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United States Department of Agriculture

Agricultural Research Service

Title: Beet Mosaic Virus

Author
item WINTERMANTEL, WILLIAM

Submitted to: Compendium of the Beet Diseases and Insects
Publication Type: Book / Chapter
Publication Acceptance Date: March 17, 2009
Publication Date: May 21, 2009
Citation: Wintermantel, W.M. 2009. BEET MOSAIC VIRUS. In: Compendium of the Beet Diseases and Pests. 2nd Ed., R.M. Harveson and L.E. Hanson, eds., APS Press St. Paul, MN. pp 53-54.

Interpretive Summary: Beet mosaic virus (BtMV) is one of the most widely distributed sugar beet viruses and is believed to be present in all major sugar-beet-producing regions of the world. Its extensive distribution suggests the presence of other host plants that are widespread. The disease is most important where crops of two growing seasons overlap or where climatic conditions allow the overwintering of infected plants. If young plants are infected, the BtMV can cause losses of up to 10%. Co-infection involving BtMV and Beet yellows virus (BYV) can lead to severe stunting in sugarbeet, leading to significant yield reductions. BtMV is a foliar pathogen that causes a mottling/mosaic disease on sugarbeet, similar to mosaics on other plants. Initial symptoms appear as chlorotic spots on young leaves. The spots are more or less circular, often with sharply defined margins. BtMV is transmitted by many species of aphids in a nonpersistent manner. Acquisition and inoculation thresholds are reached within seconds during feeding, with no latent period. Viruliferous aphids retain the virus for one to a few hours. BtMV is also readily transmitted by sap inoculation, however aphid transmission is the predominant means of dispersal in the field. The elimination of overlapping crops along with the destruction of wild and “weed” beets in the vicinity of recently planted beet fields will reduce BtMV incidence to a minimum.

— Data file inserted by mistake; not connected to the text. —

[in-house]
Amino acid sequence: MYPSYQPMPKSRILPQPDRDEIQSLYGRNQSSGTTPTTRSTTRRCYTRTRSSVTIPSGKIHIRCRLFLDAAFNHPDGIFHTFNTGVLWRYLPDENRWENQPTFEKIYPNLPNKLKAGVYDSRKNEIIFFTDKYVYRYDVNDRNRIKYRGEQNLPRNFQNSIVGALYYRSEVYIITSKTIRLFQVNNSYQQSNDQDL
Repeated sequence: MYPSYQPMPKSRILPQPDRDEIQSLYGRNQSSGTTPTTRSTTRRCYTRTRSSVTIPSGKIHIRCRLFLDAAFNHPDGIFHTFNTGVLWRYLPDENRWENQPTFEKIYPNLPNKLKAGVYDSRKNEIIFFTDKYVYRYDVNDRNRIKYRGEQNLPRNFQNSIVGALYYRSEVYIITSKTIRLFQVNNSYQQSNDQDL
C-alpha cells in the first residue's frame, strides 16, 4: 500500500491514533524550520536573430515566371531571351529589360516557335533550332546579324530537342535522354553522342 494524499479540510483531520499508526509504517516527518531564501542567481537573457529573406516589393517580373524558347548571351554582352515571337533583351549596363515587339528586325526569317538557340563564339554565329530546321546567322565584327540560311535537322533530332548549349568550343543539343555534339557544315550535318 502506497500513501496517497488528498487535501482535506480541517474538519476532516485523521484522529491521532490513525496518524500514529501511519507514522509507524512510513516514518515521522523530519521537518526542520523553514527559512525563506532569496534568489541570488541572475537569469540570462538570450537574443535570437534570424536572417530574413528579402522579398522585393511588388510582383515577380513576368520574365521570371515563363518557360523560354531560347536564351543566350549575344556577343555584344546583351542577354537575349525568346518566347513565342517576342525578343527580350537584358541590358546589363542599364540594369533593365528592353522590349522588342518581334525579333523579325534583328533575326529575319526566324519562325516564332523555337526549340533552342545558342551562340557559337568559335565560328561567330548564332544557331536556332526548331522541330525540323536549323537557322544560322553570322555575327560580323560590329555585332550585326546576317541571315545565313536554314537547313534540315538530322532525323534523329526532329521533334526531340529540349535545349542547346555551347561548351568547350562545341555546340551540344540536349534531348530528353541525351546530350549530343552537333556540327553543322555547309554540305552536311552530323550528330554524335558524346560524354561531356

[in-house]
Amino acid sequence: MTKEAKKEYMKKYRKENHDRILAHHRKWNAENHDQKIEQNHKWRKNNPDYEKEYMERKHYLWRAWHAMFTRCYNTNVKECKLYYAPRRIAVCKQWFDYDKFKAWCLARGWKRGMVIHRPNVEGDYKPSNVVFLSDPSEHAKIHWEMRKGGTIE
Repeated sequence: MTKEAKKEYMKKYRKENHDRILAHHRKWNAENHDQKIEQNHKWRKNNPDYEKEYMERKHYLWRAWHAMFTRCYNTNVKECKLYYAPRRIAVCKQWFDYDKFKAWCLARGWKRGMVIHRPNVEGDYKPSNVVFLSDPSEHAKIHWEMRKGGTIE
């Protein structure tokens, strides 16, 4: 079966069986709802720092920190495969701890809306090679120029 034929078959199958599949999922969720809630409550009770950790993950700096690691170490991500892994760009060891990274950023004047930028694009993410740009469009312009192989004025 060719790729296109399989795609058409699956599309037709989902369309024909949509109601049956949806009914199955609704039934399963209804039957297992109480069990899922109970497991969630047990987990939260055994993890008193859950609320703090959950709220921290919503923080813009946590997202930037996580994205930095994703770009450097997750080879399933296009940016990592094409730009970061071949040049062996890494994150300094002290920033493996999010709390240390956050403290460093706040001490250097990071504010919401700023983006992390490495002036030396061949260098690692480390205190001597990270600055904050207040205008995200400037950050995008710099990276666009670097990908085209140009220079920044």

Technical Abstract: APS’s Compendium of Beet Disease and Insects. APS Press.

Last Modified: 7/28/2014